For the first question — over the last few weeks, I have talked to the Mayor and the Director of Finance many times. And I have heard different numbers each time. I am grateful for them being willing to share real-time thoughts with me as the Council Budget & Finance Committee Chair. Frankly, I’d rather be hearing about the process of the numbers bouncing around as they try to get enough information from the State to figure this out than be in the dark.

Until I hear the same numbers in several conversations in a row, I consider this to be a work-in-progress. Frankly, I am torn about sharing what I have heard so far. On the one hand, people are entitled to know what’s being discussed. On the other, it’s not very helpful to share numbers that are changing by over $100 million dollars within a few days.

In the end, I’m going to trust you all to remember the context. Significant unknowns. Evolving conditions. Today’s best estimates may well be wrong. I believe Finance is making progress on understanding the range of possible outcomes. With all of those caveats, I’ll share that the lowest number I have heard for the overall operating budget impact from the coronavirus on the current FY20 and the upcoming FY21 is $300 million. This is also the oldest number — almost a week old — I have heard and potentially outdated.

The high end of what I have heard is about twice this amount. Whatever number this ends up being, it should be offset by an unknown amount of new federal aid.

Those numbers are enormous and Metro has a very small rainy day fund. What’s going to happen?

This is a problem that is being worked by Metro and, I understand, in consultation with the State Comptroller. The numbers are very large. The problem will be solved. The government will function and do its job.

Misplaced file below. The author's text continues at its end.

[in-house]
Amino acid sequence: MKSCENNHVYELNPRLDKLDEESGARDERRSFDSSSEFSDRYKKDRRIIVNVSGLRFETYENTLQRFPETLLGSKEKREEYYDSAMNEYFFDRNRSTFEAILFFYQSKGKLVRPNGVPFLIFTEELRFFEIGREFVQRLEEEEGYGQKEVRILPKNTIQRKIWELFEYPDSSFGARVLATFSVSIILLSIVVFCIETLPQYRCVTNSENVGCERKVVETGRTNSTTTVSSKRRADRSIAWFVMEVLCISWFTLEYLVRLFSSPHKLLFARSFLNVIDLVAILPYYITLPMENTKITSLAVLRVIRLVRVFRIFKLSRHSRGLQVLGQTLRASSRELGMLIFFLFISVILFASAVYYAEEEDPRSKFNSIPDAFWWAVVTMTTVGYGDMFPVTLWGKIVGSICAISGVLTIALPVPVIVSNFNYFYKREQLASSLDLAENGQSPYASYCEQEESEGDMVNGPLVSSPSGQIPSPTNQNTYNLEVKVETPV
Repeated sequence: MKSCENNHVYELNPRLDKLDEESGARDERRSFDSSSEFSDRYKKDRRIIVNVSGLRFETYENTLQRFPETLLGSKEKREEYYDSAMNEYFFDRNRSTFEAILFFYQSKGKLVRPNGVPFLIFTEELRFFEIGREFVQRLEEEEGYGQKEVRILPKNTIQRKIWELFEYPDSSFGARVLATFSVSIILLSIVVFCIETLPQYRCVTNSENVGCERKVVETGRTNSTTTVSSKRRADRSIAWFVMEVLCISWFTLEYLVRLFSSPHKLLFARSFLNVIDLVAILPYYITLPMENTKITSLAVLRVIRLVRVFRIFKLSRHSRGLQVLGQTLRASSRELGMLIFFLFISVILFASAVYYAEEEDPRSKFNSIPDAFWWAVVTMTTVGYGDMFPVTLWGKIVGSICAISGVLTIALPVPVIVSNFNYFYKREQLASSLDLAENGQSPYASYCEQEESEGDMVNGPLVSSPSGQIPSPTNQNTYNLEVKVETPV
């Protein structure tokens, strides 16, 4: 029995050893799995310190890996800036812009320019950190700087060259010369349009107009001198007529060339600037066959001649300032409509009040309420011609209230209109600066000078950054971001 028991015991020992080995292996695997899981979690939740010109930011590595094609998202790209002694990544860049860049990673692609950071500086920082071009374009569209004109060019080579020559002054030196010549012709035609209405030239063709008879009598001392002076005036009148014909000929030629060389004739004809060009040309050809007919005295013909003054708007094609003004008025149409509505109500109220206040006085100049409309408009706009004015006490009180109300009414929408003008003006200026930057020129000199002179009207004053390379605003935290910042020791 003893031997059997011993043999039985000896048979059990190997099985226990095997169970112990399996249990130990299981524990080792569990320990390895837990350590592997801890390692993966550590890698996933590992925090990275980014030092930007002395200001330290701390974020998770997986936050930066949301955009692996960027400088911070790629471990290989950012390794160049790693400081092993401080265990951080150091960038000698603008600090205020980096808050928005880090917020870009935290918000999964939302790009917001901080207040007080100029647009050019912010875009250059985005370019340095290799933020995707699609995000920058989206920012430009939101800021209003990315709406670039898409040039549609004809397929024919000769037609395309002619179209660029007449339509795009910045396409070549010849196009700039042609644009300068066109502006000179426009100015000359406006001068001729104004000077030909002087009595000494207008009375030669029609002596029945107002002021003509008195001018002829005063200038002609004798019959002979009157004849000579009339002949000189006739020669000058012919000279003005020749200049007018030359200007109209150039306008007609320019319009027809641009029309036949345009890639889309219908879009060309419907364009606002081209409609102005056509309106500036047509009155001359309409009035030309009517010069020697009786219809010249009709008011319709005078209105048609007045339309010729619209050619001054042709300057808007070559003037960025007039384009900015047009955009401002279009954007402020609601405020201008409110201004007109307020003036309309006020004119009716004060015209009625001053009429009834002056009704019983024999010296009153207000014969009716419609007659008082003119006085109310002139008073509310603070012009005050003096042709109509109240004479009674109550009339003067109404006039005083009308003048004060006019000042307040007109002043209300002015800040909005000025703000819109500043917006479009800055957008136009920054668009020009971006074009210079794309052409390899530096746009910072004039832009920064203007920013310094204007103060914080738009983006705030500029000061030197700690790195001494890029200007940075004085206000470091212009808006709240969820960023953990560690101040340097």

The Cooper administration is finding itself in the same position that the Dean administration did when the Great Recession hit in late 2008. Cooper’s options will be somewhat more limited due to Metro’s super-low rainy day funds.

The basic options for any government facing declining revenue are to use savings, borrow more money, raise revenue, sell assets, refinance debt, or furlough/layoff employees. Some of these are immediately off the table — Metro has no meaningful savings and borrowing money is not feasible now.

The Dean administration opted to refinance large amounts of debt and hold down and suppress payroll costs. In many ways, a decade later, the city is still feeling the impact of those decisions.

With coronavirus, the loss of revenue is more severe and more sudden. And Metro has no savings to rely on. We will have to hear from the Mayor and the Finance Department after they know more, but I suspect that Metro will have to both raise taxes and refinance bond debt to make ends meet. When it comes to jobs and employees, I suspect that the administration will have to see what the federal government is going to do before it knows what’s possible. Hope is not a plan. But I hope the city can get clarity from the federal government quickly.

When will we know more?

The Mayor is scheduled to give his State of Metro address on March 31. I believe that will happen even if there is not a budget to present on the same day. I know the Finance Department is working hard to figure out the budget impact and a path forward. My hope is that by mid- to late-April, we will have a better idea of how long these emergency conditions will persist and also have a better idea of what we can expect from the federal government.

I will leave you with something I have been telling clients and urging in government circles. This is the best information that is available today. The only certainty we have is that today’s best information will become outdated — probably soon. Let’s not be afraid of that. It’s discomforting, but if we view this as a process of going from no information a few weeks ago to perfect information some day in the future, then the goal for today and this week is to move the ball forward in the direction of more clarity.

Stay safe, everyone. Stay safe.

Bob Mendes

Bob Mendes represents all of Nashville as a Council-At-Large member of Nashville’s Metro Council. He is Chair of the Council’s Charter Revision Committee, a member of the Metropolitan Audit Committee, and a member of the Council’s Budget & Finance Committee, Rules & Confirmations Committee, and Ad Hoc Affordable Housing Committee. Bob also practices business law at Waypoint Law PLLC. Bob’s complete bio is here. You can follow Bob @mendesbob.